All true obedience comes from the heart. It was heart work with Christ. And if we consent, He will so identify Himself with our thoughts and aims, so blend our hearts and minds into conformity to His will, that when obeying Him we shall be but carrying out our own impulses. The will, refined and sanctified, will find its highest delight in doing His service. When we know God as it is our privilege to know Him, our life will be a life of continual obedience. Through an appreciation of the character of Christ, through communion with God, sin will become hateful to us.—Ellen G. White, Desire of Ages* 668.3. [Bold type is added.]
    26.    In His life on this earth, Jesus managed to draw a very careful balance between applying the law and applying grace. Read the story of the Samaritan woman at the well. (John 4:1-42) Jesus did not condemn her; He just showed her a better way. That was also true of the woman taken in adultery. (John 8:1-11) Did Jesus demand that those women straighten out their lives before He would talk to them or help them? Jesus does His best to attract us. If God could have accomplished what needed to be done in any way other than coming and dying, wouldn’t He have done so?
    27.    In 1888, the delegates to the General Conference of Seventh-day Adventists meeting at Minneapolis, Minnesota, struggled with the issues we are talking about in this lesson. Two small books had been written on the subject. One was written by G. I. Butler, the President of the General Conference. The other was written by E. J. Waggoner, a young physician/theologian and one of the co-editors of The Signs of the Times. Butler believed that the law referred to in Galatians 3 was the ceremonial law only. Dr. Waggoner believed that it referred primarily to the moral law. Ellen White later pointed out that it means both. She had some very serious words about the consequences of that disagreement. The discussion became very heated at that General Conference session. Ellen White’s words are recorded in 1SM 234-235.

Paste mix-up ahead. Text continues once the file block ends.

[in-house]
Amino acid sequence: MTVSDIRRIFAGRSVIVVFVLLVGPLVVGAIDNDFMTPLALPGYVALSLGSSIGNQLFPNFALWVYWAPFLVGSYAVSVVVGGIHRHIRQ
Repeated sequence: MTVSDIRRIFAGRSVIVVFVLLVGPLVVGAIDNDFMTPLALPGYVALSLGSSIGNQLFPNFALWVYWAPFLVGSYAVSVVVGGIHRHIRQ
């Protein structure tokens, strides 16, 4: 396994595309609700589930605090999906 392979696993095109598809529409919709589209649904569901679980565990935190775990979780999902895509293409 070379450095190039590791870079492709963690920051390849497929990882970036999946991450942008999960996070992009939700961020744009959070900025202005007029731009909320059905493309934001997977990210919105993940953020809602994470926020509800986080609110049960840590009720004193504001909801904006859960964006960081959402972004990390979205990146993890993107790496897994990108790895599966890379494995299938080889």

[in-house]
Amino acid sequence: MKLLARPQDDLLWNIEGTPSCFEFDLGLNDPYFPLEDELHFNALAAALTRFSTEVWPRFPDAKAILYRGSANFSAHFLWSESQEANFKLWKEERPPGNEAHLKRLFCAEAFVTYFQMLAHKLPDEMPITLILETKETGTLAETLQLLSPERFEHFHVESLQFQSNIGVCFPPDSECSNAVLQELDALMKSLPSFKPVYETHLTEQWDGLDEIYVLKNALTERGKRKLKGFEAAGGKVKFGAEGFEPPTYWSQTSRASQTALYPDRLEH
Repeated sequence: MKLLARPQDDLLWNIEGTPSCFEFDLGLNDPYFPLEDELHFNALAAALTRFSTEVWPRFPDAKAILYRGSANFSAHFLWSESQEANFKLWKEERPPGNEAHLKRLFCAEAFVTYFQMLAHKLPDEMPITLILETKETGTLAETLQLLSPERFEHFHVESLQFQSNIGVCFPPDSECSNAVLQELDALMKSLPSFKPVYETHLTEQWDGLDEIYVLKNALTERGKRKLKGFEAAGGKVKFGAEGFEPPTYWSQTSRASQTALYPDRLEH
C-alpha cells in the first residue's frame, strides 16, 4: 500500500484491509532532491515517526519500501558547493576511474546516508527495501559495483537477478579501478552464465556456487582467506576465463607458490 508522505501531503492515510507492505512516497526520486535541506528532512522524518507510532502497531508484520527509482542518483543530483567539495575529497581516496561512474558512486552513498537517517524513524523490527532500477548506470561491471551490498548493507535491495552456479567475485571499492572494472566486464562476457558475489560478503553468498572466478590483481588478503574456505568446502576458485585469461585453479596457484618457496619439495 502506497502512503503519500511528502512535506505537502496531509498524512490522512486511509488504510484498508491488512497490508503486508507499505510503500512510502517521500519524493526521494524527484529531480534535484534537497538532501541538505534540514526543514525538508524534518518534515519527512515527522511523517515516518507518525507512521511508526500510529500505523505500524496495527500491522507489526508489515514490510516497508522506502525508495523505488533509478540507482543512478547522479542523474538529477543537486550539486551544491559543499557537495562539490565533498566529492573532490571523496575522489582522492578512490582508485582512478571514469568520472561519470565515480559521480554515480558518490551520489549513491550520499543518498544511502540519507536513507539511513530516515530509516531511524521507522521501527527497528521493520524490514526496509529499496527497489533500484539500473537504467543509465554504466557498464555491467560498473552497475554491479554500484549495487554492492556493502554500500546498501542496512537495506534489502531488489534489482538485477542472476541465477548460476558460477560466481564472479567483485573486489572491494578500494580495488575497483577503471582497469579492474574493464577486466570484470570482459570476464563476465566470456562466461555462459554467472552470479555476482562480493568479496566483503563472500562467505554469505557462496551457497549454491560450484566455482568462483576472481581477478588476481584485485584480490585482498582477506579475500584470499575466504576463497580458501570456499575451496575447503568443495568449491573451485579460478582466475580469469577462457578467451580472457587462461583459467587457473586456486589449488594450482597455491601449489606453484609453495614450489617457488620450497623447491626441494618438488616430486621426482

An unwillingness to yield up preconceived opinions, and to accept this truth, lay at the foundation of a large share of the opposition manifested at Minneapolis against the Lord’s message through Brethren [E. J.] Waggoner and [A. T.] Jones. By exciting that opposition Satan succeeded [235] in shutting away from our people, in a great measure, the special power of the Holy Spirit [Is that the latter rain? Aren’t we praying for that?] that God longed to impart to them. The enemy prevented them from obtaining that efficiency which might have been theirs in carrying the truth to the world, as the apostles proclaimed it after the day of Pentecost. The light that is to lighten the whole earth with its glory was resisted, and by the action of our own brethren has been in a great degree kept away from the world. [Doesn’t that suggest that if they had not opposed that message, we might now be in the kingdom of heaven?]